Despite the distinct consumer needs for each ecosystem, these categories are not mutually exclusive. It is important for businesses to exploit this and develop a multi-faceted approach to establishing their own community. For example, many consumers would appreciate some advice or assistance before making a purchase, therefore, combining the needs met by communities of interest with communities of transaction. Businesses can build new and deeper relationships with customers once they provide these interaction capabilities. Through its marketing channels, businesses will be able to build customer loyalty and, in turn, generate strong economic returns (Armstrong & Hagel, 1996). Further benefits of branded communities include improved customer retention, the creation of new business leads, increase in sales, increase in brand search engine optimisation (SEO), increased website traffic, improved product and service offerings, and an improved customer experience (Robinson-Yu, 2020).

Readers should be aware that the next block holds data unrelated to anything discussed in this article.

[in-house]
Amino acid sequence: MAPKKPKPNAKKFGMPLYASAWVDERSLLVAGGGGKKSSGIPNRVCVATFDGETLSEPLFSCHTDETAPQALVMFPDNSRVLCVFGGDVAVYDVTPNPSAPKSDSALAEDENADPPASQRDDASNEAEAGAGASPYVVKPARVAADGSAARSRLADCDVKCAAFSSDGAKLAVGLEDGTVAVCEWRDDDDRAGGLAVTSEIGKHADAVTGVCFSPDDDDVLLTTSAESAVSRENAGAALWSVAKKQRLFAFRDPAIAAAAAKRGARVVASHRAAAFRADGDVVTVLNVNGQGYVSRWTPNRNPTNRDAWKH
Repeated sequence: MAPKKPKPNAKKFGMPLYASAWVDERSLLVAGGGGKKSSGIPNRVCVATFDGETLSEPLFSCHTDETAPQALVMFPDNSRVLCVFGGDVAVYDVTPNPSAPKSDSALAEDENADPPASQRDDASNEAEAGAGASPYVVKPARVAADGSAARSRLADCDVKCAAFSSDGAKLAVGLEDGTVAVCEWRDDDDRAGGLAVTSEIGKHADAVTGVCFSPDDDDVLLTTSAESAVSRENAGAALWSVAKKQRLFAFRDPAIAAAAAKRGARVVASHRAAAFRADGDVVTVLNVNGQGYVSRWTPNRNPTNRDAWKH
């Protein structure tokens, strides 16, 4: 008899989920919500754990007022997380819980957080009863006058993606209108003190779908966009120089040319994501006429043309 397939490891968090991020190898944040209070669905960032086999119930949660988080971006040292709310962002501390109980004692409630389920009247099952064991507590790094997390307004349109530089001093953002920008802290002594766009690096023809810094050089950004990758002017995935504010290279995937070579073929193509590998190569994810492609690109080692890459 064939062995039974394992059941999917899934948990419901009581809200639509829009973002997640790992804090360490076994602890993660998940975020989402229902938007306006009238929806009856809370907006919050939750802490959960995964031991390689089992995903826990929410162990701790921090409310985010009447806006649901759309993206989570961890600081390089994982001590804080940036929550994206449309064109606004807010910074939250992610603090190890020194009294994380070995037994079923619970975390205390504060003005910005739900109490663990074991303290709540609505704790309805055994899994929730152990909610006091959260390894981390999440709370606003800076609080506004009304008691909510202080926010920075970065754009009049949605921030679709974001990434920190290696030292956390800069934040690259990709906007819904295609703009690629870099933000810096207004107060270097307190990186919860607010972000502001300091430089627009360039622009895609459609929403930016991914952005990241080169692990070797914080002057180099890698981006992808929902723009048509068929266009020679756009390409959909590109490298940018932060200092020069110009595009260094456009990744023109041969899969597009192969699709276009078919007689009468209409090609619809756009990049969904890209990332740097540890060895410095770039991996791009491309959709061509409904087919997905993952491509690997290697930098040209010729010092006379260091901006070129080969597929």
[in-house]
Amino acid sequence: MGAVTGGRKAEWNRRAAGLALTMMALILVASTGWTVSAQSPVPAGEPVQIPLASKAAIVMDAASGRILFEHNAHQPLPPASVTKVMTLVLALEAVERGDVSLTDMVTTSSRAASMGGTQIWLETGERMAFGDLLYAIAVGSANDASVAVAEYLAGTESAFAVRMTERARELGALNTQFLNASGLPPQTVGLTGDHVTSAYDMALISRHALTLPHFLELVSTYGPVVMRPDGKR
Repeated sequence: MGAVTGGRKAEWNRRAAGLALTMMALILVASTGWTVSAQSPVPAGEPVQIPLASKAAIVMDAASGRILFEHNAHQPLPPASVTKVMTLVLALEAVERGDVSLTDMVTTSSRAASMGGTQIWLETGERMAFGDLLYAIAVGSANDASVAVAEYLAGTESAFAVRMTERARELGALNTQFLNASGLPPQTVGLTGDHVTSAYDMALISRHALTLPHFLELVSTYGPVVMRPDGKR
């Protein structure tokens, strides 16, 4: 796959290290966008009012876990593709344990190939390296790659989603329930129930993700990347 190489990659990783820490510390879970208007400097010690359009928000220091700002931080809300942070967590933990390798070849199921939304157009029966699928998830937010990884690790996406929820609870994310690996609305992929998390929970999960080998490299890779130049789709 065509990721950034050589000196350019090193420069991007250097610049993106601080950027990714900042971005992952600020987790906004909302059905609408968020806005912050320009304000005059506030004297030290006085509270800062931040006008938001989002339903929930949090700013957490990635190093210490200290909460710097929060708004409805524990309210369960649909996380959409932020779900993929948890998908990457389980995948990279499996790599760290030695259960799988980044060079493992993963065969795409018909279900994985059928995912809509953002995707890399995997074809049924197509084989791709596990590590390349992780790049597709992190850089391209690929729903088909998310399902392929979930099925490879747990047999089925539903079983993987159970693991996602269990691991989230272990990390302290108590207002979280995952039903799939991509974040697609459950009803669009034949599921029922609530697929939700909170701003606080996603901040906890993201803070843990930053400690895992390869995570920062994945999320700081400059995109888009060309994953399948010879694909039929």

Social media as the facilitator for online communities
According to the Global Web Index, 76% of internet users are participants of online communities (Beer, 2020). More often than not, these online communities are fostered through the various social media platforms. Investigating social media trends is central to targeting and capturing your directed audience. WYZOWL’s Video Marketing Report 2023 illustrates that 89% of people say that watching a video has convinced them to buy a product or service (WYZOWL, 2023). Whilst YouTube is the most widely used video marketing platform, there has been a surgency for short-form video, with 90% of vertical videos having a higher watch completion rate than horizontal (Movsisyan, A). TikTok is the pioneer of short-form video content, with over 1.7 billion monthly active users in 2023 (Business of Apps, 2023). Affirmed by the recent popularity of Instagram Reels, it is essential that businesses create content of this style that is engaging and community building.